Bahia in Orlando
In the same March issue of Turf Magazine, where I wrote an article about protecting landscape equipment with equipment floater insurance, I saw an interesting article by Patrick White on the city of Orlando switching from St. Augustine grass to Bahia grass. The article discussed how the city is spending money now to make the switch in order to save on the upkeep of the turf in the future. Here is a link to the full article and below are some quotes that I found interesting:
The city of Orlando has decided to make a major investment in the turfgrass on its street medians in order to produce significant savings down the road. Currently, roadways there sport lush St. Augustinegrass, a beautiful turf type that helps Orlando live up to its billing as the “City Beautiful.” The problem is that St. Augustine is also expensive to maintain, requiring frequent mowing, watering and fertilizer and weed control inputs in order to keep it looking great. Sacrificing a little appearance for dramatically lower expenses seems logical, especially in these days of tight budgets, so Orlando will be making the move to Bahia grass.
“Bahia is not native to Florida, but it used commonly. I’d guess about 95 percent of the parkways in the state have Bahia turf beside them,” says Trevor “John” Hogue with Orlando’s Public Works. “Here in Orlando, we’ve got about 1.2 million square feet of St. Augustine turf in our roadway medians and some of our parkways. I did a budget analysis, and we’re spending right about $700,000 to maintain that grass, between mowing, chemicals and water.”
Hogue says the entire project will cost between $1 million and $1.5 million. That’s a lot to spend to get rid of beautiful, healthy turfgrass, but he expects the switch to Bahia will save the city between $350,000 to $400,000 per year in maintenance and water costs, so in just four to five years, the project will have paid for itself, and the city will be realizing substantial cost reductions.
Just as important as the cost savings, says Hogue, are water savings. “With the Bahia, we’ll be saving about 50 million gallons of water per year in irrigation. We have a real problem providing water for everybody here. It’s hard to believe in Florida, but we’re running out of good water.”
Once the new Bahia sod is established, the city will be able to shut down the extensive irrigation system that currently waters the medians throughout Orlando. “The Bahia will quit growing and go dormant in cool weather. It survives, it just puts its energy into sending down deep roots,” Hogue explains. “Really, it’s best not to water it during this time, because the weeds tend to use the water to take over.”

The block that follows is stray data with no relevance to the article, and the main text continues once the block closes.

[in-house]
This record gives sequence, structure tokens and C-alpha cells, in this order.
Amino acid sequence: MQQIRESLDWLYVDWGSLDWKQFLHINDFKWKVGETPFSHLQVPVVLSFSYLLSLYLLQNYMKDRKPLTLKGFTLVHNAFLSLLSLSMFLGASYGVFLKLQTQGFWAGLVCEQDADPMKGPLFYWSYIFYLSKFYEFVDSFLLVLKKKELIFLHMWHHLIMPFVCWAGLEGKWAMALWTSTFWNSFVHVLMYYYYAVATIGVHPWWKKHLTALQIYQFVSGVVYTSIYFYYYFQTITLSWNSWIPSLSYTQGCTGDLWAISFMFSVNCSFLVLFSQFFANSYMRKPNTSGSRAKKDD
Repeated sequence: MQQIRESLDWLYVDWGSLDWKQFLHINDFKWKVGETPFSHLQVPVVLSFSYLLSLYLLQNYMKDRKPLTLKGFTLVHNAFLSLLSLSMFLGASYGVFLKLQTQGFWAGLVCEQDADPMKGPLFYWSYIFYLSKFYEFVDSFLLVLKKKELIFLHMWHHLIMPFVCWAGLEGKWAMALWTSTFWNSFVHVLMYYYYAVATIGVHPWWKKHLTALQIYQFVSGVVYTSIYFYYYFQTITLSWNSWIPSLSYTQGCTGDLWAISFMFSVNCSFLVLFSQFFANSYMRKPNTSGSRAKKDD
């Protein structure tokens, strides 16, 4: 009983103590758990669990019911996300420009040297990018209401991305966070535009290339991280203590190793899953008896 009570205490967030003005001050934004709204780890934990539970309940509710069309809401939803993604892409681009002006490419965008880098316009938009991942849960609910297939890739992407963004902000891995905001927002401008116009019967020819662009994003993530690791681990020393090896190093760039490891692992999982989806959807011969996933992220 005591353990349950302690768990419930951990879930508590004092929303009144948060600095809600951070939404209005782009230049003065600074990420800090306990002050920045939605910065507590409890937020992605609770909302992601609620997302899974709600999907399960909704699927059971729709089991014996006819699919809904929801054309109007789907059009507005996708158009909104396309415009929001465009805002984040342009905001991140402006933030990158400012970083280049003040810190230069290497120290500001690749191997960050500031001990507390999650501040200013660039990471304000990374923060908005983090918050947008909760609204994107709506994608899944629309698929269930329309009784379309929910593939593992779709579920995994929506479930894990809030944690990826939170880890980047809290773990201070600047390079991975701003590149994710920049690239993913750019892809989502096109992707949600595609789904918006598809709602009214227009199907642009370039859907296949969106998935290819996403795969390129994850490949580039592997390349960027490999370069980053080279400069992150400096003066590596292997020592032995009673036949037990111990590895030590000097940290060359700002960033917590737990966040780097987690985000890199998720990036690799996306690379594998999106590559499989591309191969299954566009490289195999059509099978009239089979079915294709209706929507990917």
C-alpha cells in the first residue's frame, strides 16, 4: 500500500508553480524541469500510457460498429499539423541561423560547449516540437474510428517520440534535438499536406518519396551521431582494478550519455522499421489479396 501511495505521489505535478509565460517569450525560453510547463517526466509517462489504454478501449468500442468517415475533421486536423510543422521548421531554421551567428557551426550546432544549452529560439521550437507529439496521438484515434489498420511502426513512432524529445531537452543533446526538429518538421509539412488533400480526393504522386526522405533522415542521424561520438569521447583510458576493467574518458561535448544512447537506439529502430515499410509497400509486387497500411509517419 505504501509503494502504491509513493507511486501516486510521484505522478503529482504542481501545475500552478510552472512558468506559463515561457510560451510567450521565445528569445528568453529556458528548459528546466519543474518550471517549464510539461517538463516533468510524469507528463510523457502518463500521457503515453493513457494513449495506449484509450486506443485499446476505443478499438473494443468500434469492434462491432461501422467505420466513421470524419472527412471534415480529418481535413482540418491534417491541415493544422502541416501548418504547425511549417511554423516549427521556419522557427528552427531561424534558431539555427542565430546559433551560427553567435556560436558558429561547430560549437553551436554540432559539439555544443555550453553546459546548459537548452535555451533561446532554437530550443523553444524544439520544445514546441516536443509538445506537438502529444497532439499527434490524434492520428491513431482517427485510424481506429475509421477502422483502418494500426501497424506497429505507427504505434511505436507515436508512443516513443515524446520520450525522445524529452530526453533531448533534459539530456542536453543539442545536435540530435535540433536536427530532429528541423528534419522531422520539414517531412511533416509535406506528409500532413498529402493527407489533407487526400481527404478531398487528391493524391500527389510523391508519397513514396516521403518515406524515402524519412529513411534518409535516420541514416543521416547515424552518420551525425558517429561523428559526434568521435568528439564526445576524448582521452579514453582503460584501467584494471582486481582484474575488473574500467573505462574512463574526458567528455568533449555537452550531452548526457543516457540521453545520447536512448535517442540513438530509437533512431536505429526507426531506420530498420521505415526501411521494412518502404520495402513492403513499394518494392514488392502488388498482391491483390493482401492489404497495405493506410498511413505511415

The grass will yellow/brown-out a bit during these stretches, but once the warm, wet weather returns, so does the vigor of the Bahia. “It’ll come back and be just as green as ever, as long as you put a little fertilizer on it,” says Hogue. “You do have to have a little weed control still, but the cost to maintain it is about one-third of what it costs to maintain St. Augustine.”
Not only will Orlando be able to completely stop irrigating the turf, mowing will be required less often because the Bahia will be dormant for long periods of time. “Before recent budget cuts, we were mowing the St. Augustine 42 times a year; because of budget cuts we got that down to 20,” says Hogue. “Because the Bahia will be dormant in the wintertime, we’ll mow that 12 to 15 times a year. In January, February and March, you don’t have to mow it at all.”
Bahia, in the warm summer months, is both fast-growing and durable. “It’s a tough, wiry grass. It’s not something you’d want in your front yard or to walk barefoot through, and to mow it, you need to keep your blades very sharp, but driving down the road at 50 miles per hour, it looks good,” says Hogue.
That sentiment is not universally shared. There has been some grumbling in Orlando that the new grass is not attractive enough, especially during the dormant phase, for a city that prides itself on appearance. One local landscaper quoted by an Orlando television news report on the issue described the Bahia as “tacky.”
Many others in the city appreciate the ability of the grass to reduce costs and water use. The real test of public sentiment will be when the changeover actually occurs, explains Hogue. In part, that’s why the decision was made to sod, the transition will be much faster without a long period of bare ground or thin turf on high-profile medians in town, some of which are in front of businesses and residences.
Bahia is not problem-free, admits Hogue. “It is susceptible to mole crickets, so there is a once-a-year application we’ll need to do in the spring,” he explains. “It does take a good, high-quality mower to cut through it. We’re going to use big, bat-wing mowers wherever we can, or big zero-turn mowers.”
While certainly not the grass of choice for all locations, Hogue says that in roadside settings, Bahia works great. “It does the job, and it takes a lot less fertilizer and mowing, and it takes no irrigation water.”